10. courses colleges careers about me my plannerTestQuest:To SAT or ACT, That Is the QuestionUnsure whether to take the SAT or ACT? If your school hasn’t specified onetest over the other, then the choice is yours. Here are some things to consider.The ACT may be best if: You may choose to take the SAT if:• You did well on the PLAN. This ACT • You did well on the PSAT, the SAT practice test covers much of the practice test. same material as the ACT. • You have a large vocabulary and excellent• You’re “book smart,” and/or you don’t grammar. Both skills are highly useful feel your SAT score reflects your academic in acing the essay and writing sections. ability. The ACT is thought to be more • Reasoning is your strong suit. Its official straightforward and curriculum-focused name is the SAT Reasoning Test, so than the SAT, so it can better reflect past success is based more on quick thinking academic performance. than memorization of facts or formulas.• You’re worried about schools seeing • You prefer tests that are fast-paced. Even disappointing scores. The ACT includes though the SAT is actually 20 minutes a “score choice” feature that lets longer than the ACT, it is broken up in students take the test several times a way that makes the pace feel faster. before choosing which score to send.• You have great verbal and reading • You’re better at writing essays that call comprehension skills. If you are a quick, for recollection of specific facts and figures. thorough reader, the ACT might appeal • You prefer to study/test with a group. to you since three of its sections involve The SAT is still the most commonly reading comprehension. required, so there might be more people• You’re better at “common sense” English to study and compare scores with. than formal grammar. Student Perspective Christina Christina always struggles in the testing environment, so to maximize her chances for success, she sets realistic score › Goals for herself, uses › Test Scores to analyze her scores, and keeps track of her top schools’ requirements with › Favorite Colleges. Standardized tests are an important part of the application process and it is essential youprepare for them. Many schools superscore (take your highest section scores from multiple testdates), so it’s a good idea to take the tests more than once.” —Valerie French, assistant director of admissions at The University of Tampa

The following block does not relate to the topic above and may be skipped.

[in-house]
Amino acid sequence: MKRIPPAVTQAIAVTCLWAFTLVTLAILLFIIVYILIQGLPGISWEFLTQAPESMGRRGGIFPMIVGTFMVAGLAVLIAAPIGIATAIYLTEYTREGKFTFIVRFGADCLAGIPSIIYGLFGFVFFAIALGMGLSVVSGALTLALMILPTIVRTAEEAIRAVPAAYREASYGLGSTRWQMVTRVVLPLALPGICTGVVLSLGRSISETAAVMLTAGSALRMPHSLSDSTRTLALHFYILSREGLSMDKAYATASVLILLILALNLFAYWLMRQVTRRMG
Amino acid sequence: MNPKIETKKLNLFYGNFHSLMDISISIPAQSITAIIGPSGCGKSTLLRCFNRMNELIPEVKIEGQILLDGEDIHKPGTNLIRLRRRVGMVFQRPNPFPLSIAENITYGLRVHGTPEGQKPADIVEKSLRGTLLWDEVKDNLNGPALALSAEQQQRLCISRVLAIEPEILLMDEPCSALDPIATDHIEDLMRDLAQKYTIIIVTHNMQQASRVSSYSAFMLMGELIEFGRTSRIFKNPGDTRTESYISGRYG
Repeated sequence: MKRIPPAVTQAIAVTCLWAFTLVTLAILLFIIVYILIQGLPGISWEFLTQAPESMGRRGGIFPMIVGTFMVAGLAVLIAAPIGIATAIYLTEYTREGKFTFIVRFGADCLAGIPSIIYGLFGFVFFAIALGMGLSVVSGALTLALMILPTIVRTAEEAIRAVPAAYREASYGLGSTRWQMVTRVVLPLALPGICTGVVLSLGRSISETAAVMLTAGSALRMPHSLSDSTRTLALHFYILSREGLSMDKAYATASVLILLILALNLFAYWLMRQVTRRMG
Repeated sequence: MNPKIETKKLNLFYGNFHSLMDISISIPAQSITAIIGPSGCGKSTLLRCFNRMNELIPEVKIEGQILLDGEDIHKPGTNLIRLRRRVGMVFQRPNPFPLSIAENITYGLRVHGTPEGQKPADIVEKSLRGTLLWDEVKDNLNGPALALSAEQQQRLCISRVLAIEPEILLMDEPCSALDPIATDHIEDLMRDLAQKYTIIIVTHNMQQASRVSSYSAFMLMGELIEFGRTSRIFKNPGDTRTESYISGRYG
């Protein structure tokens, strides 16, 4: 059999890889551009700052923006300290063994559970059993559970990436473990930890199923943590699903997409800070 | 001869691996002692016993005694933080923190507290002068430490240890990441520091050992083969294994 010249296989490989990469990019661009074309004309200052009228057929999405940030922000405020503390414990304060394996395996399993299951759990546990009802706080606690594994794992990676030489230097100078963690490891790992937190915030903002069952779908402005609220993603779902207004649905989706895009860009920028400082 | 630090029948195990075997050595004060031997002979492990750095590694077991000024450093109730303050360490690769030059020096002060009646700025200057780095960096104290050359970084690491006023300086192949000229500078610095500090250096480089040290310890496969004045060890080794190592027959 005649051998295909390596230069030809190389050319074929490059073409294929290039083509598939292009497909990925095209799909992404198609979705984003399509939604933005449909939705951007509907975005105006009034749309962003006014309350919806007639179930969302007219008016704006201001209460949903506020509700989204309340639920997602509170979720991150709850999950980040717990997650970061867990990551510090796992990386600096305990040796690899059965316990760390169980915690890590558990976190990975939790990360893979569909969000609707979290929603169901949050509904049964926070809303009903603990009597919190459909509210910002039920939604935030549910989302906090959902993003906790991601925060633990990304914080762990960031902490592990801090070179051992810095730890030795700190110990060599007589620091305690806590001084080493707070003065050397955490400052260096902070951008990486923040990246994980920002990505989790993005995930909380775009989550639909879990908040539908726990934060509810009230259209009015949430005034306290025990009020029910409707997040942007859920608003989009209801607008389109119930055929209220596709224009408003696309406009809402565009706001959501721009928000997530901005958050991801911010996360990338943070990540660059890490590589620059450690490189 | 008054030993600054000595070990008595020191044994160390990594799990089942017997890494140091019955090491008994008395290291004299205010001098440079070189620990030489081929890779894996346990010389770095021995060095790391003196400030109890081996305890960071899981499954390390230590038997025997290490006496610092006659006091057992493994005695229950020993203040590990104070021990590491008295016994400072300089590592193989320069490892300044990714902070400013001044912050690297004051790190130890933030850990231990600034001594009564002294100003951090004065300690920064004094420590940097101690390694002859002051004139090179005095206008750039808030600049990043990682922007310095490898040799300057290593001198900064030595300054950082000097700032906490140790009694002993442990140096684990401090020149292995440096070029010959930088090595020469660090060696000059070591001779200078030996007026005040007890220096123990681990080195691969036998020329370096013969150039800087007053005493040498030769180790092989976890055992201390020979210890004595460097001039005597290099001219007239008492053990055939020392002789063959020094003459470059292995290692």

11. BestFootForward: Six Rules for Contacting Colleges Interacting with colleges takes a bit of finesse. When, for example, should you contact the bursar versus the registrar? Is phone or e-mail preferred? What questions should you ask when you do reach someone? Reach for this quick list when it’s time to reach out.1. Make contact in person. Bottom line: Schools want to hear from you—not your parents. Let others speak for you in letters of recommendation and the like, but not during routine correspondence or appointments.2. et the right department. G Don’t waste time calling the bursar’s office with a scheduling question. Double-check that you’ve got the right information—like phone numbers, e-mail addressees, and office hours—before contacting a particular office.3. ress/behave for the occasion. D Treat all face-to-face interviews like they matter by showing up on time, wearing appropriate attire, and being polite and respectful to everyone you meet.4. anage your online persona (in advance!). In many cases, admissions reps look M at more than just the application. Make sure your online presence is one you wouldn’t mind an administrator seeing.5. Bring notes. Come prepared to in-person or over-the-phone interviews with a list of top questions. Being direct and specific will save time for both you and your interviewer.6. Proofread, proofread, proofread. Writing a standard cover letter or personal essay is totally acceptable, but failing to change the details to match a specific school is not. Don’t insult an admissions rep (and potentially hurt your chances) by accidentally referencing another school—or worse, including a lot of spelling and grammar mistakes. Student Perspective Maria While gathering application materials for the schools on her short list, Maria’s › Game Plan lets her explore options for postsecondary pathways while the › Journal tool lets her jot down personal essay notes and life experiences. She’s starting to explore best-match careers by completing the › Do What You Are personality assessment.